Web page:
Adding value to aquisitions fuels SAB Miller’s growth

Its 10 years ago this month that South African Breweries moved its main stock market listing to London, reflecting an ambition to become a global beer giant. And what a 10 years it has been. Especially when you remember this is a company that until the mid 1990s only really had a presence in Africa.

The SAB Miller growth story is a rare example of successfully not only buying businesses, but then adding value to them. Just check out some of these stunning statistics:
– Market Value today = £14.4 billion vs. £3.4 billion in 1999, +£11billion v
– Sales volume today = 239 million HL vs. 53 million in 1999, + 186 millon HL
– Profit today = $3.4 billion vs. $764 million in 1999, + $2.6billion
– FTSE position today = No 17, vs. no 88 in 1999

£11billion of extra market value!

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I've been lucky enough to work with SAB Miller quite a lot over the
last 15 years, doing portfolio and positioning projects as they bought
local breweries in Poland, Slovakia, Hungary, Russia and Romania.
These CEE aquisitions were then followed by a series of huge deals to
buy Miller, Peroni, Grolsch, Pilsner Urquell and Bavaria (of Columbia).
Here I share here a few personal thoughts on what they done well:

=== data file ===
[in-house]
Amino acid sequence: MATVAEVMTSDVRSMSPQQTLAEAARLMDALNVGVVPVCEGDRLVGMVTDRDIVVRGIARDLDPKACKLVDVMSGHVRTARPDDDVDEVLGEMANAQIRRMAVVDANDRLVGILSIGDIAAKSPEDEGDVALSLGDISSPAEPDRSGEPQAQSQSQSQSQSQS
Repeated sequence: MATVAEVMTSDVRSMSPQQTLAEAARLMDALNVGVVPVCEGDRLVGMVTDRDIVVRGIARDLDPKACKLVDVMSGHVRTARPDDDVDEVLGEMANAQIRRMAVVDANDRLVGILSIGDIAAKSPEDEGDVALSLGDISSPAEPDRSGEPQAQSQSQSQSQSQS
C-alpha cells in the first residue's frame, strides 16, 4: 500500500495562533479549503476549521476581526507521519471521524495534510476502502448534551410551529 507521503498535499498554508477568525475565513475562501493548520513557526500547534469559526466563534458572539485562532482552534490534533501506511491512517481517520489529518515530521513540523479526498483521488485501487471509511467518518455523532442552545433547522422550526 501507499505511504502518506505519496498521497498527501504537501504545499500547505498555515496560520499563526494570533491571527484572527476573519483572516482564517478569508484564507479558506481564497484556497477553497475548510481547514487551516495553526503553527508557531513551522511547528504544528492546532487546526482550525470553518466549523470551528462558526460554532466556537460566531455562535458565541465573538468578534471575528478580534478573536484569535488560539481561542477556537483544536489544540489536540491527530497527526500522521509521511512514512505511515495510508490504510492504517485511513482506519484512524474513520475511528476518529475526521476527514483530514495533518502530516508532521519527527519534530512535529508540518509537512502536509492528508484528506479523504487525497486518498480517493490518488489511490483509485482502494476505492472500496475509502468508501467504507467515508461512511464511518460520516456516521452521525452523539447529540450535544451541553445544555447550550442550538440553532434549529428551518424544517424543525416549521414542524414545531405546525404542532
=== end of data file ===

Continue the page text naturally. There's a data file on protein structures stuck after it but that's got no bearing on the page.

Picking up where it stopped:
1. Expertise in developing markets
SAB's strong footprint in developing markets, such as Russia and China, is a huge advantage, as these are the markets generating profitable growth. However, doing business successfully in these sorts of places is tough. There is often a lack of resources and infrastructure that many marketers take for granted, such as market share data, quality agency talent and mass market distribution.

SAB has learnt the hard way how to market in tough places, through experience in African markets like Nigeria. South Africans are also resilient and brave by nature; its in their cultural DNA! I saw this first hand when the devaluation crisis hit Russia in the late 90's, bang in the middle of a major project I was leading for Added Value there. The South African MD made a rousing speech to us. "We've been in markets that have suffered from famine, drought and civil war," he said. "We have never pulled out. And we're not pulling out here."

2. Proven model for adding value

SAB developed an effective model for adding value to the new businesses it bought. The key tools and processes were captured in an "SAB Way". And this approach was then rolled this out around the world. This combined 2 key things:

– Ship in expertise in product to up quality and cut costs. SAB really master the art and science of brewing, and were able to quickly up the quality of the local beers by applying this expertise, especially in terms of consistentcy

– Portfolio and positioning: a thorough programme of qual and quant research was the foundation to then create a portflio strategy, to give a clear role to each local brand. This was followed by work to clearly pin down the positioning for each brand, and then use this to develop a better mix

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3. Conistent, strong leadership

SAB is one of only a handful of public companies that have had the same CEO for over 10 years, in the shape of Graham Mackay. His length of tenure means he has not only bought the businesses, he has then stuck around. This means he and his team have a huge motivation to ensure the successful integration and improvement of the aquisitions.